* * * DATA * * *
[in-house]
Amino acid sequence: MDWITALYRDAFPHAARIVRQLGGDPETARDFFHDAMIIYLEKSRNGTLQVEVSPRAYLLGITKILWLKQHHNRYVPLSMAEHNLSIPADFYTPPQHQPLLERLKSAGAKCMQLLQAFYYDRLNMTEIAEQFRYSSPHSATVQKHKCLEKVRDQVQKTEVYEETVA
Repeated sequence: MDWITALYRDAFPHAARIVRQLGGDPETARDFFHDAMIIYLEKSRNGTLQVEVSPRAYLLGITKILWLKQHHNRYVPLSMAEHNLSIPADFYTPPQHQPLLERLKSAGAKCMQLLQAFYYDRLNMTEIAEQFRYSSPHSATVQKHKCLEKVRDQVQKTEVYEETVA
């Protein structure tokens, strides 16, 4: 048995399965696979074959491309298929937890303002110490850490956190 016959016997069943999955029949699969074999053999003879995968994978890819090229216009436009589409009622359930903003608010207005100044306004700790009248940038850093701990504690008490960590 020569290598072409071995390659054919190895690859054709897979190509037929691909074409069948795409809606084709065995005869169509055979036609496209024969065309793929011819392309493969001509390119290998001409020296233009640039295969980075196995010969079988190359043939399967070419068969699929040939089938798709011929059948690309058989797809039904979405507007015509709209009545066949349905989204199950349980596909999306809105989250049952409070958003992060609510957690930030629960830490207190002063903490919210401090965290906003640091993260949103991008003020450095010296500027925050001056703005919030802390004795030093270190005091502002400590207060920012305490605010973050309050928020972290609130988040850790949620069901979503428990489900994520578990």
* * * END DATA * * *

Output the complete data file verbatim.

[in-house]
Amino acid sequence: MDWITALYRDAFPHAARIVRQLGGDPETARDFFHDAMIIYLEKSRNGTLQVEVSPRAYLLGITKILWLKQHHNRYVPLSMAEHNLSIPADFYTPPQHQPLLERLKSAGAKCMQLLQAFYYDRLNMTEIAEQFRYSSPHSATVQKHKCLEKVRDQVQKTEVYEETVA
Repeated sequence: MDWITALYRDAFPHAARIVRQLGGDPETARDFFHDAMIIYLEKSRNGTLQVEVSPRAYLLGITKILWLKQHHNRYVPLSMAEHNLSIPADFYTPPQHQPLLERLKSAGAKCMQLLQAFYYDRLNMTEIAEQFRYSSPHSATVQKHKCLEKVRDQVQKTEVYEETVA
């Protein structure tokens, strides 16, 4: 048995399965696979074959491309298929937890303002110490850490956190 016959016997069943999955029949699969074999053999003879995968994978890819090229216009436009589409009622359930903003608010207005100044306004700790009248940038850093701990504690008490960590 020569290598072409071995390659054919190895690859054709897979190509037929691909074409069948795409809606084709065995005869169509055979036609496209024969065309793929011819392309493969001509390119290998001409020296233009640039295969980075196995010969079988190359043939399967070419068969699929040939089938798709011929059948690309058989797809039904979405507007015509709209009545066949349905989204199950349980596909999306809105989250049952409070958003992060609510957690930030629960830490207190002063903490919210401090965290906003640091993260949103991008003020450095010296500027925050001056703005919030802390004795030093270190005091502002400590207060920012305490605010973050309050928020972290609130988040850790949620069901979503428990489900994520578990």